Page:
NEW YORK (CNN) -- Whether you plan to have someone else prepare your taxes for you, do it online or the old-fashioned way, by hand, here are some tips for last-minute filers.
If you need a little more time, file for an extension by the 15th. This will give you an additional six months, until October 15th, to file your return. To get the extension, complete and file Form 48-68 either online or by mail. You can find it at irs.gov.
Whether you are filing now or getting an extension, make sure you take advantage of all the tax credits and deductions available for 2009, including the first-time homebuyer tax credit, the American opportunity credit for college students and the energy property credit for "greening" your home.
But remember, an extension is just for filing your return, not for paying any taxes you owe. You are still required to pay on time.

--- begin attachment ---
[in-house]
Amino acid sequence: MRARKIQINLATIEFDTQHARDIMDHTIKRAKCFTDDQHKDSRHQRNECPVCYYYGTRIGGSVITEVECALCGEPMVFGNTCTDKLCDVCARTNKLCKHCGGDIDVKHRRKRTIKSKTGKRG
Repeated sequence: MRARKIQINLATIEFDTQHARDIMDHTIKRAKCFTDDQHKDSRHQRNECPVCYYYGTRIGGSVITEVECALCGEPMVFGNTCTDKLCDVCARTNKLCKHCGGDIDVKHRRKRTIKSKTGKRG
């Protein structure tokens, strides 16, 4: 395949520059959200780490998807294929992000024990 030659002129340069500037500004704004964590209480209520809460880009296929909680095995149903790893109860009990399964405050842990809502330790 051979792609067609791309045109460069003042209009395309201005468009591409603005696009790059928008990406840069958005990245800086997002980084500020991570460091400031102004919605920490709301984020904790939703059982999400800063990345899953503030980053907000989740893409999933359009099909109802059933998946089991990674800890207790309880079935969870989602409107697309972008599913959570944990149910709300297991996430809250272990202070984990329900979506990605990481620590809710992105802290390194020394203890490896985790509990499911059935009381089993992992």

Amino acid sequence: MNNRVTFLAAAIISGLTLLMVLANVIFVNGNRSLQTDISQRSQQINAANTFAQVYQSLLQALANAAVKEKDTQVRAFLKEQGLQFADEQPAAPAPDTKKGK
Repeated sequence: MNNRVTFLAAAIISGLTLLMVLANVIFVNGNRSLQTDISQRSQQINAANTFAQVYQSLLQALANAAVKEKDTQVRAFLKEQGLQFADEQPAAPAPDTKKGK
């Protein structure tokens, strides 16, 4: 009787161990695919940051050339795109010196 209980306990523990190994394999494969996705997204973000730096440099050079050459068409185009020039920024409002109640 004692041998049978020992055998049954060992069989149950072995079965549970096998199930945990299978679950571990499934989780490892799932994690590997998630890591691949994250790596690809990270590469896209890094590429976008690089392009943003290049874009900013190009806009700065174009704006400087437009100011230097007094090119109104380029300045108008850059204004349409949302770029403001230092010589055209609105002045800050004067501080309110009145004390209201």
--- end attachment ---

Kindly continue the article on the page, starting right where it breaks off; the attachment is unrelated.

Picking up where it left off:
If you are worried about not being able to pay the IRS, it is still important to file your return on time to avoid a late filing penalty.
The late filing penalty is 5% per month and it adds up very quickly. It will end up costing you much more than the late payment penalty in the end.
Start by paying as much as you can with your return to help reduce interest and penalty charges.
Then you can request to pay the remainder in monthly installments. For that, submit Form 94-65 with your return and list the amount you propose to pay each month. The IRS will let you know if your request is accepted.
Keep in mind that there is a one-time $105 fee for entering into this agreement. The fee is reduced to $52 if you make your payments electronically.
|Overnight Avg Rate||Latest||Change||Last Week|
|30 yr fixed||3.84%||3.86%|
|15 yr fixed||3.16%||3.14%|
|30 yr refi||3.81%||3.83%|
|15 yr refi||3.14%||3.12%|
Today's featured rates:
More than 5% of DACA recipients have started their own businesses since enrolling the program, according to a recent survey. More
Republican Senators are parting ways with their counterparts in the House when it comes to the mortgage interest deduction. More
In 1998, Ntsiki Biyela won a scholarship to study wine making. Now she's about to launch her own brand. More
The Senate's proposed tax plan preserves the adoption tax credit. More